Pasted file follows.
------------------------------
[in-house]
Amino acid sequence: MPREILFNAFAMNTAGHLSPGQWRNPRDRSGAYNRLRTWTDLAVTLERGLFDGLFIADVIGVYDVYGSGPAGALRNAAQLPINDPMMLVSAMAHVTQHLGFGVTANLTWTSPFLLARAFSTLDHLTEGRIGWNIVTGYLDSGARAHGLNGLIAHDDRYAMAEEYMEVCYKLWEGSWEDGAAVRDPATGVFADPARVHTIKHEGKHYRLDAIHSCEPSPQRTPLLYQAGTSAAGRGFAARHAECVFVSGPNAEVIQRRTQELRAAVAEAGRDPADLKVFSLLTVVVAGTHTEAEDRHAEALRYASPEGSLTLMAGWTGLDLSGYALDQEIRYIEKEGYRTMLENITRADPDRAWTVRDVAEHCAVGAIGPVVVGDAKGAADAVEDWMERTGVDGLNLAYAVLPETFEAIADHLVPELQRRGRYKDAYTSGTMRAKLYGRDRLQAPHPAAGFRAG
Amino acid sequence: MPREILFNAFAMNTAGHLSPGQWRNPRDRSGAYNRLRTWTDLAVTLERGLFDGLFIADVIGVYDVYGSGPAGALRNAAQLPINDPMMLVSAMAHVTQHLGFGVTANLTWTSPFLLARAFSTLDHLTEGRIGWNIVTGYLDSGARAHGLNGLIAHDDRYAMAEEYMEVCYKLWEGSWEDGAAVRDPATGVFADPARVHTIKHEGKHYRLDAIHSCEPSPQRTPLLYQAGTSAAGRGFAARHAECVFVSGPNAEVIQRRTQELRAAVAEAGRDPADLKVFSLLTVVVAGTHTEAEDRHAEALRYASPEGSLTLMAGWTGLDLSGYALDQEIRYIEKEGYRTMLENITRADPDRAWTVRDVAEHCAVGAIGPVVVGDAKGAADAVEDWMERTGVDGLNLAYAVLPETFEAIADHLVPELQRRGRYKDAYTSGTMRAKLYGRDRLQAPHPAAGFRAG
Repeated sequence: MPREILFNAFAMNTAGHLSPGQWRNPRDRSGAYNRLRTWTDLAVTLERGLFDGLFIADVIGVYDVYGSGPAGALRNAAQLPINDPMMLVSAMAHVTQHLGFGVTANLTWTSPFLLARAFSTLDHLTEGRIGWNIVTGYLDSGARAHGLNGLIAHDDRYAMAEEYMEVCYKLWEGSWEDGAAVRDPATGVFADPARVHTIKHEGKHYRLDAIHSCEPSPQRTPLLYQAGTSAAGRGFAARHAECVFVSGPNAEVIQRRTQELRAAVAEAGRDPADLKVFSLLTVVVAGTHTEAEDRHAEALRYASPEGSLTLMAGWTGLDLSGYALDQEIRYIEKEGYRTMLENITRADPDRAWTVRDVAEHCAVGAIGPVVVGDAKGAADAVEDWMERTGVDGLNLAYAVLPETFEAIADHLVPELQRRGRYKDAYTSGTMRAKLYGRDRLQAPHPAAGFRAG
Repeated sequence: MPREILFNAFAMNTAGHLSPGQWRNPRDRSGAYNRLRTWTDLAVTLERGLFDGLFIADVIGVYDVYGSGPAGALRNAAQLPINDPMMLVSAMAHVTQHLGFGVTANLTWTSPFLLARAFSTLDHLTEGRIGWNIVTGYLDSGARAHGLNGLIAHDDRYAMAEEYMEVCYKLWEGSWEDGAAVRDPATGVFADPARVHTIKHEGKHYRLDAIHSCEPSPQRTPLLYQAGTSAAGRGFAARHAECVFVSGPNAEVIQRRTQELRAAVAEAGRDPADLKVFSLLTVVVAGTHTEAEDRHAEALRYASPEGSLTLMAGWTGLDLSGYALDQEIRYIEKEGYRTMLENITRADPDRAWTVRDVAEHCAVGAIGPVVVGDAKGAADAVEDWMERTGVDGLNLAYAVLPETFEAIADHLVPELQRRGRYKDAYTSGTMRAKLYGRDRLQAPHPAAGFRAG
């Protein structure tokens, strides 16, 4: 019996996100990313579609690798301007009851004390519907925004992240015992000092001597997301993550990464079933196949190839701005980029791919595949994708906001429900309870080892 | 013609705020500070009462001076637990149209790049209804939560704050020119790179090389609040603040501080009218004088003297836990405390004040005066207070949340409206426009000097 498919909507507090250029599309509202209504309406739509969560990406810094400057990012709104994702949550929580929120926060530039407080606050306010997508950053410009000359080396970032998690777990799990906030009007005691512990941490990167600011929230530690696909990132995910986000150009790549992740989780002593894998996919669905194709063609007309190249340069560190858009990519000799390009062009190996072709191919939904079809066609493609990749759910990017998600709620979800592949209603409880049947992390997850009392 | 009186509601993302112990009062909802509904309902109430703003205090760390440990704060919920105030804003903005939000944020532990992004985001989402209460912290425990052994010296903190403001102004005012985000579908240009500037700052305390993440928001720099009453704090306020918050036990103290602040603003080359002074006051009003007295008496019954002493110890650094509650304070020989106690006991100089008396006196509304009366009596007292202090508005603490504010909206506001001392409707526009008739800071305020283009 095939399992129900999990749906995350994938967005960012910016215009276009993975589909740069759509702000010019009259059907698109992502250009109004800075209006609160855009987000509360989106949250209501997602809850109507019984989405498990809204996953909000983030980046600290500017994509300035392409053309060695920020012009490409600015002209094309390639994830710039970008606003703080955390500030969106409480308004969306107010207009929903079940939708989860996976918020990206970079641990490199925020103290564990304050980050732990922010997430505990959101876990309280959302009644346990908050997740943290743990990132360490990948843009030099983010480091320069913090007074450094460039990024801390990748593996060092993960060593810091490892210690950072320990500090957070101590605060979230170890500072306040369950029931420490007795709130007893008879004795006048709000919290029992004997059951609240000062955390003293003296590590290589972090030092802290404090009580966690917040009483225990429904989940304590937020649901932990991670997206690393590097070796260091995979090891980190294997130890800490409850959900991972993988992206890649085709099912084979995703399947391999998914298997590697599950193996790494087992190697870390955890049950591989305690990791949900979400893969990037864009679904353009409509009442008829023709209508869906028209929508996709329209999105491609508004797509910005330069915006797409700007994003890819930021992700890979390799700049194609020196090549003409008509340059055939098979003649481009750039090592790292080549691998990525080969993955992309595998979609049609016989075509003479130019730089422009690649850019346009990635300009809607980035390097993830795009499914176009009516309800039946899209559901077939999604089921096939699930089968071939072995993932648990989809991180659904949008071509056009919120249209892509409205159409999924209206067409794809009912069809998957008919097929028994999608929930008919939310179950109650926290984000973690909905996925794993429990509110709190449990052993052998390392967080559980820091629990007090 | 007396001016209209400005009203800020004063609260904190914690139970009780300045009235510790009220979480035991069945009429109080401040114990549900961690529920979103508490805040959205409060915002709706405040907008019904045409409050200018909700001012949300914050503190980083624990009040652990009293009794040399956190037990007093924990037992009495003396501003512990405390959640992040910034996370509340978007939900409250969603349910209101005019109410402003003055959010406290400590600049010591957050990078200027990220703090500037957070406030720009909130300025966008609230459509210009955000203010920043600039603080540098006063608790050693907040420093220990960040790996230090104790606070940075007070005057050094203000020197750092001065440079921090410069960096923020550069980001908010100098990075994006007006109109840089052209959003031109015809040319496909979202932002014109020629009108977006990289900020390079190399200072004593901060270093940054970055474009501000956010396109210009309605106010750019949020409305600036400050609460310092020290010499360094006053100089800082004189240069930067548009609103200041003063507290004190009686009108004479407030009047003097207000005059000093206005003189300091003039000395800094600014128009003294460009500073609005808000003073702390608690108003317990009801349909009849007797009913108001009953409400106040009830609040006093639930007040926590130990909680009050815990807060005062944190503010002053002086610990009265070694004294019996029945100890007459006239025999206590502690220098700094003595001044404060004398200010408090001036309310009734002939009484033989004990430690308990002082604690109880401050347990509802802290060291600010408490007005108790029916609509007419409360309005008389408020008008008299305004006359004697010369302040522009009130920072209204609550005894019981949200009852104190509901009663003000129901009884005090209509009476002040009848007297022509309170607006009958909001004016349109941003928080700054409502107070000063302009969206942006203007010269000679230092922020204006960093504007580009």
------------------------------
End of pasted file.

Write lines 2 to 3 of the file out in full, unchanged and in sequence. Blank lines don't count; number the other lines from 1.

Amino acid sequence: MPREILFNAFAMNTAGHLSPGQWRNPRDRSGAYNRLRTWTDLAVTLERGLFDGLFIADVIGVYDVYGSGPAGALRNAAQLPINDPMMLVSAMAHVTQHLGFGVTANLTWTSPFLLARAFSTLDHLTEGRIGWNIVTGYLDSGARAHGLNGLIAHDDRYAMAEEYMEVCYKLWEGSWEDGAAVRDPATGVFADPARVHTIKHEGKHYRLDAIHSCEPSPQRTPLLYQAGTSAAGRGFAARHAECVFVSGPNAEVIQRRTQELRAAVAEAGRDPADLKVFSLLTVVVAGTHTEAEDRHAEALRYASPEGSLTLMAGWTGLDLSGYALDQEIRYIEKEGYRTMLENITRADPDRAWTVRDVAEHCAVGAIGPVVVGDAKGAADAVEDWMERTGVDGLNLAYAVLPETFEAIADHLVPELQRRGRYKDAYTSGTMRAKLYGRDRLQAPHPAAGFRAG
Amino acid sequence: MPREILFNAFAMNTAGHLSPGQWRNPRDRSGAYNRLRTWTDLAVTLERGLFDGLFIADVIGVYDVYGSGPAGALRNAAQLPINDPMMLVSAMAHVTQHLGFGVTANLTWTSPFLLARAFSTLDHLTEGRIGWNIVTGYLDSGARAHGLNGLIAHDDRYAMAEEYMEVCYKLWEGSWEDGAAVRDPATGVFADPARVHTIKHEGKHYRLDAIHSCEPSPQRTPLLYQAGTSAAGRGFAARHAECVFVSGPNAEVIQRRTQELRAAVAEAGRDPADLKVFSLLTVVVAGTHTEAEDRHAEALRYASPEGSLTLMAGWTGLDLSGYALDQEIRYIEKEGYRTMLENITRADPDRAWTVRDVAEHCAVGAIGPVVVGDAKGAADAVEDWMERTGVDGLNLAYAVLPETFEAIADHLVPELQRRGRYKDAYTSGTMRAKLYGRDRLQAPHPAAGFRAG